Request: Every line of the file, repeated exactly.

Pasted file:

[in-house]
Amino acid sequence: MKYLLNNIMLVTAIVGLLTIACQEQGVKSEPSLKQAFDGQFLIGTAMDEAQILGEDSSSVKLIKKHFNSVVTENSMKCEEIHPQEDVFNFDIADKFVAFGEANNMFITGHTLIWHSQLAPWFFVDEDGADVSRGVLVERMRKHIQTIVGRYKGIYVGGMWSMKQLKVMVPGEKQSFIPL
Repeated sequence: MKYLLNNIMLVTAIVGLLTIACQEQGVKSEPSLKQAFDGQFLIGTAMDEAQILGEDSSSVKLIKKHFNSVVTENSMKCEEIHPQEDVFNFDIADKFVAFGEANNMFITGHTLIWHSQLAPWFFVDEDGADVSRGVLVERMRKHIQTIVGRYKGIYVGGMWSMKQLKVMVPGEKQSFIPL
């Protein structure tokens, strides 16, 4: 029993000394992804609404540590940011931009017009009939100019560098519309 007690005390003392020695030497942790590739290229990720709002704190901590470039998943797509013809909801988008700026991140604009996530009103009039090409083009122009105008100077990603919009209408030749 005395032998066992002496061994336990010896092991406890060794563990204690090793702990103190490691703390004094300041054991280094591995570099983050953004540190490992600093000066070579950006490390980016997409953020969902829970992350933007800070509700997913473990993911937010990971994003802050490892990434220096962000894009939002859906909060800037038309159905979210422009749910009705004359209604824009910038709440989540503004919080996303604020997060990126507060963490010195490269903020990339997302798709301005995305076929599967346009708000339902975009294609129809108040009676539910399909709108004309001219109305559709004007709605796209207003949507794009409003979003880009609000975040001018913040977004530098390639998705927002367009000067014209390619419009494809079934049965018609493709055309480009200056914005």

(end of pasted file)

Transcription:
[in-house]
Amino acid sequence: MKYLLNNIMLVTAIVGLLTIACQEQGVKSEPSLKQAFDGQFLIGTAMDEAQILGEDSSSVKLIKKHFNSVVTENSMKCEEIHPQEDVFNFDIADKFVAFGEANNMFITGHTLIWHSQLAPWFFVDEDGADVSRGVLVERMRKHIQTIVGRYKGIYVGGMWSMKQLKVMVPGEKQSFIPL
Repeated sequence: MKYLLNNIMLVTAIVGLLTIACQEQGVKSEPSLKQAFDGQFLIGTAMDEAQILGEDSSSVKLIKKHFNSVVTENSMKCEEIHPQEDVFNFDIADKFVAFGEANNMFITGHTLIWHSQLAPWFFVDEDGADVSRGVLVERMRKHIQTIVGRYKGIYVGGMWSMKQLKVMVPGEKQSFIPL
């Protein structure tokens, strides 16, 4: 029993000394992804609404540590940011931009017009009939100019560098519309 007690005390003392020695030497942790590739290229990720709002704190901590470039998943797509013809909801988008700026991140604009996530009103009039090409083009122009105008100077990603919009209408030749 005395032998066992002496061994336990010896092991406890060794563990204690090793702990103190490691703390004094300041054991280094591995570099983050953004540190490992600093000066070579950006490390980016997409953020969902829970992350933007800070509700997913473990993911937010990971994003802050490892990434220096962000894009939002859906909060800037038309159905979210422009749910009705004359209604824009910038709440989540503004919080996303604020997060990126507060963490010195490269903020990339997302798709301005995305076929599967346009708000339902975009294609129809108040009676539910399909709108004309001219109305559709004007709605796209207003949507794009409003979003880009609000975040001018913040977004530098390639998705927002367009000067014209390619419009494809079934049965018609493709055309480009200056914005």